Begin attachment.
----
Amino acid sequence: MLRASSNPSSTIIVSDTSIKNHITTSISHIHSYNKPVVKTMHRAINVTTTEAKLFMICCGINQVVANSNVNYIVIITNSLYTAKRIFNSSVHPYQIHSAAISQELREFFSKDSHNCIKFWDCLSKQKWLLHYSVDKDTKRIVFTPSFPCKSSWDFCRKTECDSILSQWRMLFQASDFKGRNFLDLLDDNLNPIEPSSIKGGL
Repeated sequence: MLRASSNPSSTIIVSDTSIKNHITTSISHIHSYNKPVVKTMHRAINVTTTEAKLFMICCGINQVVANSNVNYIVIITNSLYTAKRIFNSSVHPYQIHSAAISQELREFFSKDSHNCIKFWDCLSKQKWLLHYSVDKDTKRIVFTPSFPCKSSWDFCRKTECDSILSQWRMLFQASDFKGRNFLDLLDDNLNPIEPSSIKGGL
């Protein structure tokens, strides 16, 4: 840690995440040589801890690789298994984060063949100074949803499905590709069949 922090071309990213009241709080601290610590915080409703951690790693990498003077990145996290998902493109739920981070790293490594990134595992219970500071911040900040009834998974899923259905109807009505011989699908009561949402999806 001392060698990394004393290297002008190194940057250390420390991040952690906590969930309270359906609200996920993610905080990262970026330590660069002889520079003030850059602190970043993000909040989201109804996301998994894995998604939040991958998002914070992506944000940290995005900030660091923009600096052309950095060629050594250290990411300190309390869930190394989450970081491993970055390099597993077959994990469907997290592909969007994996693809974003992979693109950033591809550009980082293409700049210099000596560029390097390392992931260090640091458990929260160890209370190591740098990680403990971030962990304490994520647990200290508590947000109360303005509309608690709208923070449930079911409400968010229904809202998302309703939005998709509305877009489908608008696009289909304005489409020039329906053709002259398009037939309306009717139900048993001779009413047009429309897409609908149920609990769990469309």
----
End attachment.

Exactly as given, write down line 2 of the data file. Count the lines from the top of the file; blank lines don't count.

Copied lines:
Repeated sequence: MLRASSNPSSTIIVSDTSIKNHITTSISHIHSYNKPVVKTMHRAINVTTTEAKLFMICCGINQVVANSNVNYIVIITNSLYTAKRIFNSSVHPYQIHSAAISQELREFFSKDSHNCIKFWDCLSKQKWLLHYSVDKDTKRIVFTPSFPCKSSWDFCRKTECDSILSQWRMLFQASDFKGRNFLDLLDDNLNPIEPSSIKGGL